[Cryptography] Silly Diffie-Hellman question using XOR
hanno at hboeck.de
Wed Mar 5 13:50:36 EST 2014
On Thu, 6 Mar 2014 00:26:28 +1000
Stuart Longland <stuartl at longlandclan.yi.org> wrote:
> i.e. two parties, Alice and Bob wish to establish a shared key.
> 1. Alice generates two keys: A1 and A2.
> Bob generates two keys: B1 and B2.
> 2. Alice signs A2 and sends A2 + signature to Bob.
> Bob signs B2 and sends B2 + signature to Alice.
> 3. Alice verifies B2+signature, then generates
> A3 = A1 ^ A2 ^ B2. Alice signs A3 and sends to Bob.
Your protocol breaks already here. Attacker knows A2, B2 and A3.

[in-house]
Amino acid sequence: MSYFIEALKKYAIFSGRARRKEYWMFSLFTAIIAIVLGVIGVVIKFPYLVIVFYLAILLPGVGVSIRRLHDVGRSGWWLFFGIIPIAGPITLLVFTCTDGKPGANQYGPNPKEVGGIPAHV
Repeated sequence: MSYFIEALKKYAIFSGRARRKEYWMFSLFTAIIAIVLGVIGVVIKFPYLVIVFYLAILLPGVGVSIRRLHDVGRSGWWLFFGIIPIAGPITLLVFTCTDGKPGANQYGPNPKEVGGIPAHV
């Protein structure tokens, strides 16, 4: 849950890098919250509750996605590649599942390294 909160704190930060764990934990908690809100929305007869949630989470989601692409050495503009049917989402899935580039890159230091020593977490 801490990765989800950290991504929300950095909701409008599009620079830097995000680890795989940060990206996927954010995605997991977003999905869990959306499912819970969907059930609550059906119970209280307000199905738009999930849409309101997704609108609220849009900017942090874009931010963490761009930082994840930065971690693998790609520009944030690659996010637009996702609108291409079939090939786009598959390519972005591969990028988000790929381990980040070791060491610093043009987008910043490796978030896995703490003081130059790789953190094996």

So he can calculate A3 ^ B2 ^ A2. And get's A1. Wow!
> Bob verifies A2+signature, then generates
> B3 = B1 ^ B2 ^ A2. Bob signs B3 and sends to Alice.
Same here. B3 ^ B2 ^ A2 gives attacker B1.
Honestly, if you didn't see this, you shouldn't even dare to invent any
And rule of thumb: If you make up your own algorithm, it's broken.
Exceptions only if you are super-intelligent and have studied number
theory for years.
mail/jabber: hanno at hboeck.de
-------------- next part --------------
A non-text attachment was scrubbed...
Size: 836 bytes
Desc: not available
More information about the cryptography